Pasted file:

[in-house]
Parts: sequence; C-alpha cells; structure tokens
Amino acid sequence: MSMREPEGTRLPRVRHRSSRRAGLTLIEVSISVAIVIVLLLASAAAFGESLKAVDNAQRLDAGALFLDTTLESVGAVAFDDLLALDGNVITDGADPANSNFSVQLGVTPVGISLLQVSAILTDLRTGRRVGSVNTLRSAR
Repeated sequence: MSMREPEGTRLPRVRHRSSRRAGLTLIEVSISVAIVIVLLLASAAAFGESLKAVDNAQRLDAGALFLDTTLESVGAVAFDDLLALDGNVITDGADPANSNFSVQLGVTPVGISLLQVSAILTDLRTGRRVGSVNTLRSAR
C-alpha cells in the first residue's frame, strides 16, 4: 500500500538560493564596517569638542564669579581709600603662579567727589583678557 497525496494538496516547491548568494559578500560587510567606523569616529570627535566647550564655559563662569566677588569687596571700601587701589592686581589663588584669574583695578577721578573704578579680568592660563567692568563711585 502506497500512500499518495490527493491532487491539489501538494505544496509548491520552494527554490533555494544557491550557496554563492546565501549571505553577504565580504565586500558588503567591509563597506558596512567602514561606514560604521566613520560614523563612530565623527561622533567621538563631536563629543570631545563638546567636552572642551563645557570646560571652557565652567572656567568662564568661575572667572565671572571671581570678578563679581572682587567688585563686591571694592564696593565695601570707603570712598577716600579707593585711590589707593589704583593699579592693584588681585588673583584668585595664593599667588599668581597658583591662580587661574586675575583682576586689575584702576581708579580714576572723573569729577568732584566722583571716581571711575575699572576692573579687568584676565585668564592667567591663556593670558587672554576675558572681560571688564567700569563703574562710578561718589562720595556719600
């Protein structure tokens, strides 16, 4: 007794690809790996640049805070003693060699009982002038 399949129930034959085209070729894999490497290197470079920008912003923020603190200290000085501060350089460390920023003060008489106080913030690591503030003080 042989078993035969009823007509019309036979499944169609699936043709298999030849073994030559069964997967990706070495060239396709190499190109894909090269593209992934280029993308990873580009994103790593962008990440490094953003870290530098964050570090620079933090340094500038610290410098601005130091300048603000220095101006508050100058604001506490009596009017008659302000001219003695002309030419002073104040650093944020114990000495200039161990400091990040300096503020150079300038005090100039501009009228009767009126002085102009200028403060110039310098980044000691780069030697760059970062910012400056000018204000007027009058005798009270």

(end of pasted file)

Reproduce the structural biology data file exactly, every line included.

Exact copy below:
[in-house]
Parts: sequence; C-alpha cells; structure tokens
Amino acid sequence: MSMREPEGTRLPRVRHRSSRRAGLTLIEVSISVAIVIVLLLASAAAFGESLKAVDNAQRLDAGALFLDTTLESVGAVAFDDLLALDGNVITDGADPANSNFSVQLGVTPVGISLLQVSAILTDLRTGRRVGSVNTLRSAR
Repeated sequence: MSMREPEGTRLPRVRHRSSRRAGLTLIEVSISVAIVIVLLLASAAAFGESLKAVDNAQRLDAGALFLDTTLESVGAVAFDDLLALDGNVITDGADPANSNFSVQLGVTPVGISLLQVSAILTDLRTGRRVGSVNTLRSAR
C-alpha cells in the first residue's frame, strides 16, 4: 500500500538560493564596517569638542564669579581709600603662579567727589583678557 497525496494538496516547491548568494559578500560587510567606523569616529570627535566647550564655559563662569566677588569687596571700601587701589592686581589663588584669574583695578577721578573704578579680568592660563567692568563711585 502506497500512500499518495490527493491532487491539489501538494505544496509548491520552494527554490533555494544557491550557496554563492546565501549571505553577504565580504565586500558588503567591509563597506558596512567602514561606514560604521566613520560614523563612530565623527561622533567621538563631536563629543570631545563638546567636552572642551563645557570646560571652557565652567572656567568662564568661575572667572565671572571671581570678578563679581572682587567688585563686591571694592564696593565695601570707603570712598577716600579707593585711590589707593589704583593699579592693584588681585588673583584668585595664593599667588599668581597658583591662580587661574586675575583682576586689575584702576581708579580714576572723573569729577568732584566722583571716581571711575575699572576692573579687568584676565585668564592667567591663556593670558587672554576675558572681560571688564567700569563703574562710578561718589562720595556719600
């Protein structure tokens, strides 16, 4: 007794690809790996640049805070003693060699009982002038 399949129930034959085209070729894999490497290197470079920008912003923020603190200290000085501060350089460390920023003060008489106080913030690591503030003080 042989078993035969009823007509019309036979499944169609699936043709298999030849073994030559069964997967990706070495060239396709190499190109894909090269593209992934280029993308990873580009994103790593962008990440490094953003870290530098964050570090620079933090340094500038610290410098601005130091300048603000220095101006508050100058604001506490009596009017008659302000001219003695002309030419002073104040650093944020114990000495200039161990400091990040300096503020150079300038005090100039501009009228009767009126002085102009200028403060110039310098980044000691780069030697760059970062910012400056000018204000007027009058005798009270």